By Victoria Winterhalter
From coast to coast, American kids watch too much TV. The average child watches 20 hours each week. Over the course of a year, the Center for Screen Time Awareness says these 1,040 hours of television equate to more than the 900 hours of school. So where can parents go for a success story that places television and literacy on the same page? Finland, that’s where.
Finnish children watch almost as much television as American kids; Finnish schools offer no gifted programs; and Finnish families don’t start their kids in school until age seven (and then it’s only for half-days). Yet since 1990, the International Association for the Evaluation of Educational Achievement has ranked Finland at the head of the class every time. So what do Finnish kids get that ours don’t? According to Jim Trelease, author of The Read-Aloud Handbook, their high scores are thanks to a “mechanical reading tutor” accessible here in the States but underutilized: closed captions.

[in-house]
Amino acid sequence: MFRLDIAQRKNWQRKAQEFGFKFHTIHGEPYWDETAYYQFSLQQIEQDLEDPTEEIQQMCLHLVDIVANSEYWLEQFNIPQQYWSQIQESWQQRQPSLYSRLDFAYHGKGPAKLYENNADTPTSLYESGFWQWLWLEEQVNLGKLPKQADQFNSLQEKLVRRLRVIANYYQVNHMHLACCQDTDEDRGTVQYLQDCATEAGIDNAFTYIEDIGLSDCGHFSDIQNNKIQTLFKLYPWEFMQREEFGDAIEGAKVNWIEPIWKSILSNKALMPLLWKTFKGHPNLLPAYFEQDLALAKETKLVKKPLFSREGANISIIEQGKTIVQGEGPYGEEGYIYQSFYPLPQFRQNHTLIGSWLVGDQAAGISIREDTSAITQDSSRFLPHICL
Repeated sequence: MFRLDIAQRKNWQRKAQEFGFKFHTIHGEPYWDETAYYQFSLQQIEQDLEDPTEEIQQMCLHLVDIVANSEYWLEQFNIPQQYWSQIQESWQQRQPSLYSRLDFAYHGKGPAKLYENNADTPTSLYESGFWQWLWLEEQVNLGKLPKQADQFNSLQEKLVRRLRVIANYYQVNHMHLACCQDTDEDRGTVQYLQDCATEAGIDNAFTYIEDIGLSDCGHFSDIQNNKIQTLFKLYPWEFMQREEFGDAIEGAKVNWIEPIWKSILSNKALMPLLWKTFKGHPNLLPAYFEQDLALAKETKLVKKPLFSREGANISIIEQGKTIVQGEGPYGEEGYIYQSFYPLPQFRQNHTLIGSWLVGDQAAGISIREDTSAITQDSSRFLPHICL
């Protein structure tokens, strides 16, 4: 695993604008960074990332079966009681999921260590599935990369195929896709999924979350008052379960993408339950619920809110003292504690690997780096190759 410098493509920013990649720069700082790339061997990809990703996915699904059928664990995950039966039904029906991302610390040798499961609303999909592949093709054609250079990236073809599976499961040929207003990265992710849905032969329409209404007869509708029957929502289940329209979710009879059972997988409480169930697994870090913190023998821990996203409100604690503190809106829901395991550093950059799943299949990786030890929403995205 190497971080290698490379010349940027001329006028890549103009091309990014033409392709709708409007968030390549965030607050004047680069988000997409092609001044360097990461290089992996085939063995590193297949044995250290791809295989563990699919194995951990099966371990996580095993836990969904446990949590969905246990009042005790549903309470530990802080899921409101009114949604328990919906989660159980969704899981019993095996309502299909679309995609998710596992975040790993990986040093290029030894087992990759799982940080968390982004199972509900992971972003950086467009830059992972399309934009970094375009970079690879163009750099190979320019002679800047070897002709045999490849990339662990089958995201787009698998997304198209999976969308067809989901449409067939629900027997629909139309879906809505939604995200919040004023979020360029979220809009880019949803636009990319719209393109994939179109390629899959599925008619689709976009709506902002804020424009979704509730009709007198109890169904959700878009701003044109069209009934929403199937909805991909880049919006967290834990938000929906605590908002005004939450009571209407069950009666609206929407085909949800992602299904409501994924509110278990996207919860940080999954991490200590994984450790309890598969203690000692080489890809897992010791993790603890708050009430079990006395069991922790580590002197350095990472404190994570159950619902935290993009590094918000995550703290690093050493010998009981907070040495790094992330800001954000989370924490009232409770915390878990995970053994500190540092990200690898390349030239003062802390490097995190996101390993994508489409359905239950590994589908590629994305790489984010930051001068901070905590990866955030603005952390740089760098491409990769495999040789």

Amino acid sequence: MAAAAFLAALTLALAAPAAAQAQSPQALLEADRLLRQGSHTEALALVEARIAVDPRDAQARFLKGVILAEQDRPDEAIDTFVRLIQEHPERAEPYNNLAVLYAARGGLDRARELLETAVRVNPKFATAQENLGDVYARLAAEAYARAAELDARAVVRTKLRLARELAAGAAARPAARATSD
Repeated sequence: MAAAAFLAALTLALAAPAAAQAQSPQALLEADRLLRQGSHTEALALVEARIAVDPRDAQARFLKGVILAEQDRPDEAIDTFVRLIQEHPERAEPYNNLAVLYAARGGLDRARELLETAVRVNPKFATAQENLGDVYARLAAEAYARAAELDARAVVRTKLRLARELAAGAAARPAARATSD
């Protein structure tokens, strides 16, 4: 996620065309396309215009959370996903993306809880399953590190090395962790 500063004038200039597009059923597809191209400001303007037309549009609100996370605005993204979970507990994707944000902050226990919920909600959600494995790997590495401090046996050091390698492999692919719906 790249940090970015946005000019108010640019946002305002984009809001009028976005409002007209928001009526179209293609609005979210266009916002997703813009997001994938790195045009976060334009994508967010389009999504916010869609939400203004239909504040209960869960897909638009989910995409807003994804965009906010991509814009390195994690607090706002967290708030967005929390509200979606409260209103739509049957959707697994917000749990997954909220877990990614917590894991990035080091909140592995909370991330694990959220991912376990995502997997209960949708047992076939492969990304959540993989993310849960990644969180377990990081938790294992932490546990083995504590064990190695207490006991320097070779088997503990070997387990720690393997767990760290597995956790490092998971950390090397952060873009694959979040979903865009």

Developed in the seventies to assist those who are deaf or hard of hearing, closed-captioning converts the dialogue, narration, and sound effects of a television program into white words that appear on the screen in a black box. Originally, prerecorded programs were limited and only accessible through a decoder, which was relatively expensive. Thanks to the National Captioning Institute’s development of real-time captioning in 1982, however, over 45,000 hours of live and prerecorded programming now occur every year. Still it wasn’t until the Television Decoder Circuitry Act of 1993 that closed-captioning really became accessible available to all. According to the NCI, all new television sets, 13 inches or larger, made after 1993 must contain a built-in caption decoding microchip.